To quote Arthur Burns, one of the last Federal Reserve Chairmen who actually spoke English, "Correlation is not causation."

  • g (unverified)

    As much as I would love to get rid of Republican control of Congress, I think these stats are pretty specious.

    First, what about the 50s? I'd bet Oregon did pretty well under Ike.

    During much of the 80s, Oregon was in the worst recession I've seen in my lifetime, but it started in 1980 while Carter was still in office.

    The current decade has been a disaster for just about everyone, with the exception of the top 5% on the income scale.

    There are a lot of factors that tend to increase the average citizen's income during Democratic governments as opposed to Republican ones, but I'm not sure they necessarily favor one state over another. The one factor which should give Oregon a boost under Democrats is that Republicans tend to favor more military spending and our state as relatively few defense contractors. But military spending was high in the Johnson years, too.

  • (Show?)

    Anyone who doubts that the Democratic Party is the party of wealth creation and that the Republican Party is the party of wealth concentraion should read Prof. Dean Lacy's paper A Curious Paradox of the Red State and Blue States: Federal Spending and Electoral Votes in the 2000 Election.

    (Here's the URL in case is doesn't work:

    This in the summary abstract from that paper, emphasis added:

    "Abstract: Thirty of the U.S. states reap more in federal spending than their citizens contribute to the federal government in taxes. The other 20 states provide more in taxes than they receive in spending. In the 2000 U.S. presidential election, George W. Bush won most of the states that are net beneficiaries of federal spending programs, while Al Gore won most of the states that are net contributors to federal spending. A state’s ratio of federal spending to tax dollars, particularly non-defense spending, is a statistically and substantively significant predictor of Bush’s margin of victory across the states. A state’s per capita federal tax burden is also associated with the election result: states with higher tax burdens gave higher vote margins to Gore. Compared to Clinton’s state-by-state vote shares in 1996, Gore did worse in states that gained in federal spending per tax dollar from 1998 to 2000."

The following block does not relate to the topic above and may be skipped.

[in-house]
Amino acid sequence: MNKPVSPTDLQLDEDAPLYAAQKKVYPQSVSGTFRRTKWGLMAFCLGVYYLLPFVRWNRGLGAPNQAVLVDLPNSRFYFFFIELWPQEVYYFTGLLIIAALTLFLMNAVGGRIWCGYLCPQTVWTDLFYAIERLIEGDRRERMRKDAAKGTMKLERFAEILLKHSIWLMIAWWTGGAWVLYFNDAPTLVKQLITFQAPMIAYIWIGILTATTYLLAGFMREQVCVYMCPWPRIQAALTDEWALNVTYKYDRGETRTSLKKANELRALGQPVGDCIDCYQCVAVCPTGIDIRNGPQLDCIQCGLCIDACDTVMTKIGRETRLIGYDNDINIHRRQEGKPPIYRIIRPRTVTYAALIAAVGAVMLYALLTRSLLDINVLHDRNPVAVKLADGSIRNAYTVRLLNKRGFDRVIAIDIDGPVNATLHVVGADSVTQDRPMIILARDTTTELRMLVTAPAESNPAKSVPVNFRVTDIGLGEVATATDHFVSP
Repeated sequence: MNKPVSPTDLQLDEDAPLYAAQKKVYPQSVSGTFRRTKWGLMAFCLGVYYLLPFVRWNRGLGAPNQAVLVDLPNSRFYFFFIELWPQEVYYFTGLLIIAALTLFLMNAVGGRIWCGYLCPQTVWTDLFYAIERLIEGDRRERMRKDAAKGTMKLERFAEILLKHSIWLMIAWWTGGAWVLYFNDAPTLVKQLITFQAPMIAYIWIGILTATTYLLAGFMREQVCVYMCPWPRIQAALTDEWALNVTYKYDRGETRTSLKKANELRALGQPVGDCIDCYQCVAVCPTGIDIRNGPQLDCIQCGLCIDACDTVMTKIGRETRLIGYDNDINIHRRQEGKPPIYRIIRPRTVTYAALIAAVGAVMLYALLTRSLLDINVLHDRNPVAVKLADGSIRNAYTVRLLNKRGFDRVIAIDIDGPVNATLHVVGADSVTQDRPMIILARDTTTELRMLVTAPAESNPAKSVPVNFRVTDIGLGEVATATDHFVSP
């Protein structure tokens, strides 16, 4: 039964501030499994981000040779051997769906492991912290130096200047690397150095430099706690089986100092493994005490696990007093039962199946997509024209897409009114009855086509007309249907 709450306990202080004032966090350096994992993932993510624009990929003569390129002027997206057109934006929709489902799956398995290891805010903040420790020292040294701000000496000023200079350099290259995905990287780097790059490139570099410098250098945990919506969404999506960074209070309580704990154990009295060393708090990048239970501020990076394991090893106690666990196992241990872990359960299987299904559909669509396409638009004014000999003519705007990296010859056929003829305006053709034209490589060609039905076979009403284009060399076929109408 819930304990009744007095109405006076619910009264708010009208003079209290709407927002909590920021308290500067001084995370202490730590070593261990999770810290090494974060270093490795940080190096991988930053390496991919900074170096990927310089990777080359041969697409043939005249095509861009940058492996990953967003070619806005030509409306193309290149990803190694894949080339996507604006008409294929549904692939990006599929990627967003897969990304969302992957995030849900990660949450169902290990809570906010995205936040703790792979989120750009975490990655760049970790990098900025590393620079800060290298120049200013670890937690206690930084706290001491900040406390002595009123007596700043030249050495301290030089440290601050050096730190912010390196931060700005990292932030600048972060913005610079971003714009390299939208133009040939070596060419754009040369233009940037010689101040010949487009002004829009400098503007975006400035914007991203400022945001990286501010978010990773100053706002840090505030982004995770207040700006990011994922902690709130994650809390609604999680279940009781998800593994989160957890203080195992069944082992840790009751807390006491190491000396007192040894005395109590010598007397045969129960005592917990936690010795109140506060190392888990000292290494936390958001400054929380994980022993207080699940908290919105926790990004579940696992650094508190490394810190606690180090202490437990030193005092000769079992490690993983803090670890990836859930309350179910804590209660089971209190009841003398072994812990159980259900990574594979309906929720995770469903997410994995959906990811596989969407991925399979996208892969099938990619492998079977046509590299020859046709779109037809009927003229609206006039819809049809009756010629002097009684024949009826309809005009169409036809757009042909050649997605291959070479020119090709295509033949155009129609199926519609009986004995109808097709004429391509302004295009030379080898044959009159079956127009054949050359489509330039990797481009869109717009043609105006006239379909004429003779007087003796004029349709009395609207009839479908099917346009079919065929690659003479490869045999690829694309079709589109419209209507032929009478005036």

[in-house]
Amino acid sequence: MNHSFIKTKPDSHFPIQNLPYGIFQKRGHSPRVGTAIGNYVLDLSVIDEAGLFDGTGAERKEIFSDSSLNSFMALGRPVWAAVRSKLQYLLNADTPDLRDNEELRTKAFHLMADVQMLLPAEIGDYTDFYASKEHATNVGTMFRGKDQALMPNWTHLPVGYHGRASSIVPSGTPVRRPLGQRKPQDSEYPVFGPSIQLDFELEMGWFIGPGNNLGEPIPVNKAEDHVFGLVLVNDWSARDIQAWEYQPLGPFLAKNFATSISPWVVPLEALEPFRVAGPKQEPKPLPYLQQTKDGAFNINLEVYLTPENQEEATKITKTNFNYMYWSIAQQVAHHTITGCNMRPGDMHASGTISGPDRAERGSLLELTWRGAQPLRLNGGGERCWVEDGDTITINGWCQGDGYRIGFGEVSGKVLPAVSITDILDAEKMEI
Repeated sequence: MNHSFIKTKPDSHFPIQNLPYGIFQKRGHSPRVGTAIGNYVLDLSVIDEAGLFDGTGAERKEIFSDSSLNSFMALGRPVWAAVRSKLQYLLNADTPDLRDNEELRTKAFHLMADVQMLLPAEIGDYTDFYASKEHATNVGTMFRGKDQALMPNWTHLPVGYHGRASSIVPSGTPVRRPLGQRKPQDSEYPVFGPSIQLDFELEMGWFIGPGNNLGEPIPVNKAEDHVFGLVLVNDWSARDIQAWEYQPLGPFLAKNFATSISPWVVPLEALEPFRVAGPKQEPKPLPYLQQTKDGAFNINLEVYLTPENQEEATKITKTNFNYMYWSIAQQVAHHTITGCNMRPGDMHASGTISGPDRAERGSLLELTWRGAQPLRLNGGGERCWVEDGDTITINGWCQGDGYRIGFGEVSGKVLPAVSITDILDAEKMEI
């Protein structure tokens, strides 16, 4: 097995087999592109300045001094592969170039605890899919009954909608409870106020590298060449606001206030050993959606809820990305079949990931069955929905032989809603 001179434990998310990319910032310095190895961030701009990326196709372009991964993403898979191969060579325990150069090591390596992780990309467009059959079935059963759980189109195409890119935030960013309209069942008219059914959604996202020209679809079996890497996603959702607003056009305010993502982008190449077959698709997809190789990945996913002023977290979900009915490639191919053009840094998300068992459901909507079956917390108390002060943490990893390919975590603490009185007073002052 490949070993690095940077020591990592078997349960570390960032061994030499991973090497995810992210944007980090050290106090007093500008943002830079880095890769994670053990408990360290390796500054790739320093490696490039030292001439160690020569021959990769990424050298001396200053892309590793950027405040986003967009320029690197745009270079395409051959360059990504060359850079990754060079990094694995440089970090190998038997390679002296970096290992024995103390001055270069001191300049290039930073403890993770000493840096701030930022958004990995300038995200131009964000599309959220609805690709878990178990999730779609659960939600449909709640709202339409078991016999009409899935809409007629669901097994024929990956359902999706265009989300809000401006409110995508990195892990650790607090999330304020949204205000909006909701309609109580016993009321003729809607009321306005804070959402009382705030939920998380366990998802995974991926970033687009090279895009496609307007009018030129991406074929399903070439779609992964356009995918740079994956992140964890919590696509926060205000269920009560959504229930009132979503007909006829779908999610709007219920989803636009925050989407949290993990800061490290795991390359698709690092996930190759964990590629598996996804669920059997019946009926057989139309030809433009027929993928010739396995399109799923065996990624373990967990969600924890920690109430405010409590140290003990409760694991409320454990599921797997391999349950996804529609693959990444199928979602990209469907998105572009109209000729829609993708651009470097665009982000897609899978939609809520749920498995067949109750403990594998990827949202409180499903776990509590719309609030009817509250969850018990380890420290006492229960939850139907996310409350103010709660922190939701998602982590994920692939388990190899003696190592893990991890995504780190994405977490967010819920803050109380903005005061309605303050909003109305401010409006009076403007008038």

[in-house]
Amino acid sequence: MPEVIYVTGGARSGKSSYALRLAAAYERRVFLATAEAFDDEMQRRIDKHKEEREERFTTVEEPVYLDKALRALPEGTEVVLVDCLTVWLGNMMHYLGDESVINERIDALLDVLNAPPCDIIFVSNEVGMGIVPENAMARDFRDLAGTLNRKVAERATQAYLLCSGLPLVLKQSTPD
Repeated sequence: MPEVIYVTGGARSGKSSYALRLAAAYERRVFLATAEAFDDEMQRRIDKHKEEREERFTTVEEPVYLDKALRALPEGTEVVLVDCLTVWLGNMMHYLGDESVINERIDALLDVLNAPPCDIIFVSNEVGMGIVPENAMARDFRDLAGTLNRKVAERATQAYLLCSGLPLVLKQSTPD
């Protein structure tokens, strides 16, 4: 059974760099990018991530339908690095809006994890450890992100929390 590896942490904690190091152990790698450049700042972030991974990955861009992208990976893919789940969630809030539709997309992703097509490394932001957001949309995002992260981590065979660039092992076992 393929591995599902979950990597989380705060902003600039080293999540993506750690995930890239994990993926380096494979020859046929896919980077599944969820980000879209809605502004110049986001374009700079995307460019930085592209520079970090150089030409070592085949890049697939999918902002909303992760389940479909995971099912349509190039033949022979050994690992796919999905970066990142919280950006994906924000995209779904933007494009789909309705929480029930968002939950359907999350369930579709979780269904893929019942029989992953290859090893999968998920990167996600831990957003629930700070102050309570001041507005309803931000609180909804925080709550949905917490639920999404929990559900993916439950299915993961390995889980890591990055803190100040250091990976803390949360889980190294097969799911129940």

• Steve Novick (unverified)

    Jack -- there is actually a very strong relationship between baseball and the economy. The long postwar boom ended, and the long decline in real wages began (see Krugman today) in 1973 ... when the American League adopted the designated hitter. Clearly, God wants pichers to hit.

  • Steve Novick (unverified)

    Whoops - typo - "Pitchers," not pichers. Sorry.

  • Roger Dodger (unverified)

    Steven, Even we have to admit that it was our party, the Democratic Party, that is historically the "Klan Party".. whether in the reconstruction South, 1920s Oregon or our Dear Mr. Senator Ku Klux Byrd. The Klan is an albatross we will never live down. We can only strive to do better. Roger M.

  • Mister Tee (unverified)


    I believe it was actually Richard Nixon that forced the American League to adopt the designated hitter rule. Undoubtedly after receiving large cash contributions from the pitching lobby. His tentacles went everywhere. To wit: George Will and Henry Kissinger are always talking about baseball and how it's emblematic of the way things used to be. And don't even get me started on hemlines.


  • Tom Civiletti (unverified)

    It's well establised that the nationaleconomy has done better under Democratic administrations. It's no surprise that Oregon has done better as well.

  • Marvin McConoughey (unverified)

    An interesting discussion. I would expect that lag effects also enter in. It is common for each party, upon gaining temporary ascendancy, to blame the previous power holders for long term adverse effects.

  • steve stephens (unverified)

    Dan J,

    <h2>If you're going to rant, at least get your Steve-Steven-Stephens right. Gees.</h2>